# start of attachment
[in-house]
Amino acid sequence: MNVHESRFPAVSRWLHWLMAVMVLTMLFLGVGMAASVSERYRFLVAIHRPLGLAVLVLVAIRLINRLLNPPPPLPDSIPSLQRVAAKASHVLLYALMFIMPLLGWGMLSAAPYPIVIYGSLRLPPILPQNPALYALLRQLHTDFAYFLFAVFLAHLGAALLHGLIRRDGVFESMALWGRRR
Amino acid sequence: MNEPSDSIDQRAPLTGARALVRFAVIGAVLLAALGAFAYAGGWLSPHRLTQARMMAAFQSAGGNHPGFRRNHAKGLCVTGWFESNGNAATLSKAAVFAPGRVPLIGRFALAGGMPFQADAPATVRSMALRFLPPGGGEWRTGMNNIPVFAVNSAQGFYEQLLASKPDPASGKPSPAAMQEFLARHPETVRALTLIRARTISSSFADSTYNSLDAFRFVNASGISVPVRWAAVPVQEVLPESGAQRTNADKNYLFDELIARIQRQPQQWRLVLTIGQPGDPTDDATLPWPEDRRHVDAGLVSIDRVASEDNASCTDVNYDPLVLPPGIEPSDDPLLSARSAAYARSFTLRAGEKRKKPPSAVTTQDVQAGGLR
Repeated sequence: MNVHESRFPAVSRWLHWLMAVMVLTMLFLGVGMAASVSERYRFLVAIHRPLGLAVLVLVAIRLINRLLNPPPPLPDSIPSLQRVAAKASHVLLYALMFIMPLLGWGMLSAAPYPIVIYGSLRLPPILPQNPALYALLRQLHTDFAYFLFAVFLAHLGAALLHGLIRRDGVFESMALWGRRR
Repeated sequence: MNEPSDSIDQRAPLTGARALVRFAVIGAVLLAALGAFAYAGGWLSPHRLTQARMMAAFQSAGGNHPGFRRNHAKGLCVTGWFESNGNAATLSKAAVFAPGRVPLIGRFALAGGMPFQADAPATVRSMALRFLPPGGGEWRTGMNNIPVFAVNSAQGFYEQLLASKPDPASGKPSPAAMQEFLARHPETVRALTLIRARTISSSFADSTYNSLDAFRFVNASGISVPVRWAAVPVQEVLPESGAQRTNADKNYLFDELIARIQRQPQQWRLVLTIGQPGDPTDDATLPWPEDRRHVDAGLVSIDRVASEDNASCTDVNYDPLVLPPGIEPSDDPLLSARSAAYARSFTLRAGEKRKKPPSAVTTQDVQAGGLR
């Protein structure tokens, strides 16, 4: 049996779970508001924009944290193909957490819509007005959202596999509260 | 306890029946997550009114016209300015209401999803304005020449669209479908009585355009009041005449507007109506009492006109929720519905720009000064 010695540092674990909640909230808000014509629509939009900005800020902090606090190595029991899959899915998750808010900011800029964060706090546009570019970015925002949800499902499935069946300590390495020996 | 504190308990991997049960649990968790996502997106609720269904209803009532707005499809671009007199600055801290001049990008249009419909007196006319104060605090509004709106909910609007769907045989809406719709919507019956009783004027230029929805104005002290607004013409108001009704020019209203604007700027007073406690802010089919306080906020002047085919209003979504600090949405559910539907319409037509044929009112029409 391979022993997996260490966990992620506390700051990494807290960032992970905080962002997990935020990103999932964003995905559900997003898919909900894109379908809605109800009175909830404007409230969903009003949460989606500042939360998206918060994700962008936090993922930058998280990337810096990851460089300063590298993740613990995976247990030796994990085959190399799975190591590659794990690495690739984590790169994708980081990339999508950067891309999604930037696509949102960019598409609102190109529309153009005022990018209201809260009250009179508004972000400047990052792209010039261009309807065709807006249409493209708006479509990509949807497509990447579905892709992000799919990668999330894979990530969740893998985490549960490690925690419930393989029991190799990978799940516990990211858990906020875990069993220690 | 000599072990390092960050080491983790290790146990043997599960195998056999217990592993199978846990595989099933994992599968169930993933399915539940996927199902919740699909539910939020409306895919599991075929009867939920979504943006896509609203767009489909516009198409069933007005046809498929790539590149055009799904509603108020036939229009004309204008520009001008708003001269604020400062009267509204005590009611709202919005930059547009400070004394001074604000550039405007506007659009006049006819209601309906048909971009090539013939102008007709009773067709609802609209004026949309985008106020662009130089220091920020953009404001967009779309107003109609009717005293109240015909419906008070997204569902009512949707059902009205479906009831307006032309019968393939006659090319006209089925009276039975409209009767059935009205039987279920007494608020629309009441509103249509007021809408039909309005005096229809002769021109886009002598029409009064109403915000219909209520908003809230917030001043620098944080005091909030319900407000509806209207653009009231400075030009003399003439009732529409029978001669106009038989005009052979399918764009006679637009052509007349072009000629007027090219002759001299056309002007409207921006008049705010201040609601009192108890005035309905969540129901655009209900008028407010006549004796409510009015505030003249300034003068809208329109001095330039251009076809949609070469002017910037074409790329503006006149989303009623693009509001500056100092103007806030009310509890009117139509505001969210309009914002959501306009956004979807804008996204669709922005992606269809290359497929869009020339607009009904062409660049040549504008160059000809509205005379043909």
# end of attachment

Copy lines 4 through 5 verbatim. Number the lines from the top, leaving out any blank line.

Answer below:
Repeated sequence: MNVHESRFPAVSRWLHWLMAVMVLTMLFLGVGMAASVSERYRFLVAIHRPLGLAVLVLVAIRLINRLLNPPPPLPDSIPSLQRVAAKASHVLLYALMFIMPLLGWGMLSAAPYPIVIYGSLRLPPILPQNPALYALLRQLHTDFAYFLFAVFLAHLGAALLHGLIRRDGVFESMALWGRRR
Repeated sequence: MNEPSDSIDQRAPLTGARALVRFAVIGAVLLAALGAFAYAGGWLSPHRLTQARMMAAFQSAGGNHPGFRRNHAKGLCVTGWFESNGNAATLSKAAVFAPGRVPLIGRFALAGGMPFQADAPATVRSMALRFLPPGGGEWRTGMNNIPVFAVNSAQGFYEQLLASKPDPASGKPSPAAMQEFLARHPETVRALTLIRARTISSSFADSTYNSLDAFRFVNASGISVPVRWAAVPVQEVLPESGAQRTNADKNYLFDELIARIQRQPQQWRLVLTIGQPGDPTDDATLPWPEDRRHVDAGLVSIDRVASEDNASCTDVNYDPLVLPPGIEPSDDPLLSARSAAYARSFTLRAGEKRKKPPSAVTTQDVQAGGLR